Oct 28 2010

George Orwell on the poor and unemployed

My ideas about what being poor and unemployed must be like were shaped by two books by George Orwell that I read at an impressionable age in my late teens that eloquently recounted his own direct experiences of that condition. One is Down and Out in Paris and London (1933), a semi-autobiographical account of a period in his life when he was really poor and at times homeless. The other is The Road to Wigan Pier (1937), where he recounts his experiences after he was sent on assignment to the north of England for an extended period, and lived in the homes of coal mining families at a time when there was widespread unemployment.

Both books can be read online for free by clicking on the links and hold up remarkably well with time. Orwell’s obvious sympathy with the people he was writing about, coupled with his ability to write eloquently but honestly, brings the experience of the people he lived and moved with to vivid life.

What those books taught me is to be much more conscious of my own deeply ingrained class prejudices and not be too quick to judge what poor and unemployed people are like, and that many of my middle-class assumptions about them are not to be trusted. I learned that it was not a case of how different they were from people like me but how similar. I know that I still have plenty of class prejudices but at least I am aware that I have them, which makes me much more careful about making generalizations about the poor. Very few things infuriate me more than to hear well-to-do people (like Ben Stein in the previous post) smugly speak of the working poor and unemployed as if they are somehow and in some mysterious way inferior human beings lacking in the basic virtues.

Orwell writes in chapter 5 of The Road to Wigan Pier about how his own prejudices were confounded by the actual experience of getting to know people up close:

When I first saw unemployed men at close quarters, the thing that horrified and amazed me was to find that many of them were ashamed of being unemployed. I was very ignorant, but not so ignorant as to imagine that when the loss of foreign markets pushes two million men out of work, those two million are any more to blame than the people who draw blanks in the Calcutta Sweep. But at that time nobody cared to admit that unemployment was inevitable, because this meant admitting that it would probably continue. The middle classes were still talking about ‘lazy idle loafers on the dole’ and saying that ‘these men could all find work if they wanted to’, and naturally these opinions percolated to the working class themselves. I remember the shock of astonishment it gave me, when I first mingled with tramps and beggars, to find that a fair proportion, perhaps a quarter, of these beings whom I had been taught to regard as cynical parasites, were decent young miners and cotton-workers gazing at their destiny with the same sort of dumb amazement as an animal in a trap. They simply could not understand what was happening to them.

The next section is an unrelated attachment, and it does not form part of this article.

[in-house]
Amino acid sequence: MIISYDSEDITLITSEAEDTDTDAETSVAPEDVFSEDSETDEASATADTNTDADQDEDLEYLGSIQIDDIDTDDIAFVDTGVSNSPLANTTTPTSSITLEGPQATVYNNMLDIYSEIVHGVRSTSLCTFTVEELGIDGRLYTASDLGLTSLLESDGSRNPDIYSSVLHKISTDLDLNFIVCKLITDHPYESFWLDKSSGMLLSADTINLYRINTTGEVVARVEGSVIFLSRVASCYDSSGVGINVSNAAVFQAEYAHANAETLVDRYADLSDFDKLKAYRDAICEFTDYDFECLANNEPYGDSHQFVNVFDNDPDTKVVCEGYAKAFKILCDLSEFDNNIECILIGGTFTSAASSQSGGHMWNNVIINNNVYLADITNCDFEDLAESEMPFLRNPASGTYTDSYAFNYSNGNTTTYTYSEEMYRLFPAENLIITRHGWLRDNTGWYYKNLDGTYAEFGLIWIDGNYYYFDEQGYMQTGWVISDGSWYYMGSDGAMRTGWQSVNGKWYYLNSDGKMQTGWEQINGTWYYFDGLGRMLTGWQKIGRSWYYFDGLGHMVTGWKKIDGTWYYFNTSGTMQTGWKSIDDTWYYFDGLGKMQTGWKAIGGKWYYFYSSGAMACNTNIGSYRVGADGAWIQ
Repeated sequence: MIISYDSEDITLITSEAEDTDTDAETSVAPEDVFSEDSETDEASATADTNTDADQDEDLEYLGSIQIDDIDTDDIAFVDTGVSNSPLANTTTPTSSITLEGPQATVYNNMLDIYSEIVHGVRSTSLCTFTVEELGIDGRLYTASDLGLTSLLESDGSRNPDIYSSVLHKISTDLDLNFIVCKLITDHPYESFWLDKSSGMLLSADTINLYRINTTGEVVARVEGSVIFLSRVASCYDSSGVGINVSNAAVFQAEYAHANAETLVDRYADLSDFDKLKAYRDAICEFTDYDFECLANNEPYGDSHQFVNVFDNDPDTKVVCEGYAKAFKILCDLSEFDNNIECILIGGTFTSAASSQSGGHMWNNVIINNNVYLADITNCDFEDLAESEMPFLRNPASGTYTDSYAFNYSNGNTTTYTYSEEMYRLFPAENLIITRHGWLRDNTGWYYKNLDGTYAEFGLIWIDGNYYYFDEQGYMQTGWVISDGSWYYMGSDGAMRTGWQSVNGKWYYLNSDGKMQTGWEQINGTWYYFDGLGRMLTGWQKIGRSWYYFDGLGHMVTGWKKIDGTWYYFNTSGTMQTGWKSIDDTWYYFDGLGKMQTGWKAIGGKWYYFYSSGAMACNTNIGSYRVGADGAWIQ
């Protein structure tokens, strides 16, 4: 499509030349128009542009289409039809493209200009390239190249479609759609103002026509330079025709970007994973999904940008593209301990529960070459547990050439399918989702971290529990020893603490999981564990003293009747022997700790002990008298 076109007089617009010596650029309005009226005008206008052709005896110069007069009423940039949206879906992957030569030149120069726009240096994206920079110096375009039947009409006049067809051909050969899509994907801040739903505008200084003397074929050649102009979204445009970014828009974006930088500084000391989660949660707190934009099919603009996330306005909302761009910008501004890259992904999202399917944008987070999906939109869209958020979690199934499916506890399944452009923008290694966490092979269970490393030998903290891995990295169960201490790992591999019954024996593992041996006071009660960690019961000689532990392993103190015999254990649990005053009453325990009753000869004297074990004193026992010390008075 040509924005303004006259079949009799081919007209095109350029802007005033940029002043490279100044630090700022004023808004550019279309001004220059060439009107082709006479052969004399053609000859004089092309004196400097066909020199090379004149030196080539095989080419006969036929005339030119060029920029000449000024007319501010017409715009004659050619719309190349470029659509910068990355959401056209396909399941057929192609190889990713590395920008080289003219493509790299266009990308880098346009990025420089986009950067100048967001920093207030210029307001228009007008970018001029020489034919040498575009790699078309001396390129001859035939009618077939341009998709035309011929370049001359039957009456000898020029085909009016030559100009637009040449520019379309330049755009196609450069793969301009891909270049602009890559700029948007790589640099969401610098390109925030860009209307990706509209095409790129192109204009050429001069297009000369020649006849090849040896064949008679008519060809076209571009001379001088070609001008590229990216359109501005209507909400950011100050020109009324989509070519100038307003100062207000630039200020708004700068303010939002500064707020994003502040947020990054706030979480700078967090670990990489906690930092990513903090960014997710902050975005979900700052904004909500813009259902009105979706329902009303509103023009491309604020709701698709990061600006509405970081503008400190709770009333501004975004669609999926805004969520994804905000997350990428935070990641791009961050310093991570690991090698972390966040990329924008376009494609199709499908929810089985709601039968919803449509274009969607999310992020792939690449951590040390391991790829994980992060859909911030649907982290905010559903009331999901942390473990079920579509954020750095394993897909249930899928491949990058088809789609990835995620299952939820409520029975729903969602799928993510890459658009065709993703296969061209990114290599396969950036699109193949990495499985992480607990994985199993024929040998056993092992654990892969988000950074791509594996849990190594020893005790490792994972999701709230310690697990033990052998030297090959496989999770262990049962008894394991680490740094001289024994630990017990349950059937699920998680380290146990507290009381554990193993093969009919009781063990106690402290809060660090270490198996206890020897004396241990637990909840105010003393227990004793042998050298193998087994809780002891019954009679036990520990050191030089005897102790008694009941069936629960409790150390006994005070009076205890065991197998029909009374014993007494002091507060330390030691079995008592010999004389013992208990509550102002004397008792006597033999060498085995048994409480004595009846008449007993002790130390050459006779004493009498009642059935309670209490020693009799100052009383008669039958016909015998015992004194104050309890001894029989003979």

What Orwell’s books also taught me is to appreciate the great desire of people to maintain their dignity and self-respect even under conditions of extreme poverty and hardship, and that this feeling becomes even stronger as they slide down the socioeconomic ladder. This is why poor people often dress and otherwise behave in seemingly more extravagant ways than those who are much better off. They feel a greater need to hide their poverty. The fashion industry’s success depends on making people desire to distinguish themselves from the less well-off by showing that they can afford to buy new and expensive clothes even when they don’t need to. And poor people who want to keep up appearances of gentility get caught in this consumption trap.

For example, I myself am frugal and wear clothes until they are so worn that they become frayed, and sometimes have actual holes in them. I wear shoes until they are so scuffed and beaten up that my feet get wet even in slight rain. My shabby appearance does not bother me. No one has as yet mistaken me for a panhandler and offered me money but if it happened I would not be offended. It would be merely an amusing anecdote that I could share with friends.

So one might wonder why poor people take so much care to look good and even spend money on clothes that they really cannot afford. The difference is that I know that I am not poor and if people think that I am, it is their error and does not impinge on my self-image. But poor people often desperately want to hide the fact of their poverty because they are not sure if they will ever stop being poor and they feel that looking obviously so by not taking care of their appearance is the first step to acknowledging permanent poverty, that they actually belong in the despised underclass and are not merely temporary sojourners there. In Down and Out in Paris and London, Orwell describes the highly complicated extremes he went through to maintain a genteel fa├žade while being homeless, just so that no one would suspect the truth.

In purely practical terms, it is obviously not a good idea to spend money one cannot afford to buy nice clothes or make-up or get one’s hair done, and whoever does that is being objectively foolish. But spending money in order to disguise one’s poverty springs from a different motivation from that due to vanity or self-indulgence, which is why we should not be so quick to judge the character of people simply by their visible state and actions. People who try to maintain a good appearance, even if they cannot afford it, are more likely to seek work to improve their situation than those who become resigned to their poverty and give up trying, sinking further into apathy and despair.

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